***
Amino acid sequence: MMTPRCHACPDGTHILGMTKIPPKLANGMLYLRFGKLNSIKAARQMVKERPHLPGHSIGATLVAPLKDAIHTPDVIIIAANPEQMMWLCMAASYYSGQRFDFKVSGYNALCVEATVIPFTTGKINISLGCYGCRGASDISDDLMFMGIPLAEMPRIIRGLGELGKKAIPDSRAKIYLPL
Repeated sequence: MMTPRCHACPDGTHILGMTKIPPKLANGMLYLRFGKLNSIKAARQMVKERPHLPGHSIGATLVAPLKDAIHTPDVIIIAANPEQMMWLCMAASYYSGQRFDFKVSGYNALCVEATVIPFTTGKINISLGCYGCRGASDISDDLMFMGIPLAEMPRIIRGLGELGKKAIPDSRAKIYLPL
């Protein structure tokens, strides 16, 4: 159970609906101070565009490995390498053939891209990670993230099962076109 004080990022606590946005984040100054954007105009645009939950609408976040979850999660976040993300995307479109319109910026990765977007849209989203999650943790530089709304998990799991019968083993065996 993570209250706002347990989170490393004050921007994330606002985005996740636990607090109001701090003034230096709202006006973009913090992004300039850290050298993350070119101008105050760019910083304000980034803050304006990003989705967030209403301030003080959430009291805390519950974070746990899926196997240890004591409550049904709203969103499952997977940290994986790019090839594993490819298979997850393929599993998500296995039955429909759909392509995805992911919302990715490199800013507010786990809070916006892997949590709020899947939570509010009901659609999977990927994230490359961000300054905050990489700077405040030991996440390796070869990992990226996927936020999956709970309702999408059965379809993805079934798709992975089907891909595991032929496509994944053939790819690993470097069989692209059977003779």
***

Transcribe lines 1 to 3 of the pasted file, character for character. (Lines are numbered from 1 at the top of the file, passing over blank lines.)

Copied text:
Amino acid sequence: MMTPRCHACPDGTHILGMTKIPPKLANGMLYLRFGKLNSIKAARQMVKERPHLPGHSIGATLVAPLKDAIHTPDVIIIAANPEQMMWLCMAASYYSGQRFDFKVSGYNALCVEATVIPFTTGKINISLGCYGCRGASDISDDLMFMGIPLAEMPRIIRGLGELGKKAIPDSRAKIYLPL
Repeated sequence: MMTPRCHACPDGTHILGMTKIPPKLANGMLYLRFGKLNSIKAARQMVKERPHLPGHSIGATLVAPLKDAIHTPDVIIIAANPEQMMWLCMAASYYSGQRFDFKVSGYNALCVEATVIPFTTGKINISLGCYGCRGASDISDDLMFMGIPLAEMPRIIRGLGELGKKAIPDSRAKIYLPL
């Protein structure tokens, strides 16, 4: 159970609906101070565009490995390498053939891209990670993230099962076109 004080990022606590946005984040100054954007105009645009939950609408976040979850999660976040993300995307479109319109910026990765977007849209989203999650943790530089709304998990799991019968083993065996 993570209250706002347990989170490393004050921007994330606002985005996740636990607090109001701090003034230096709202006006973009913090992004300039850290050298993350070119101008105050760019910083304000980034803050304006990003989705967030209403301030003080959430009291805390519950974070746990899926196997240890004591409550049904709203969103499952997977940290994986790019090839594993490819298979997850393929599993998500296995039955429909759909392509995805992911919302990715490199800013507010786990809070916006892997949590709020899947939570509010009901659609999977990927994230490359961000300054905050990489700077405040030991996440390796070869990992990226996927936020999956709970309702999408059965379809993805079934798709992975089907891909595991032929496509994944053939790819690993470097069989692209059977003779």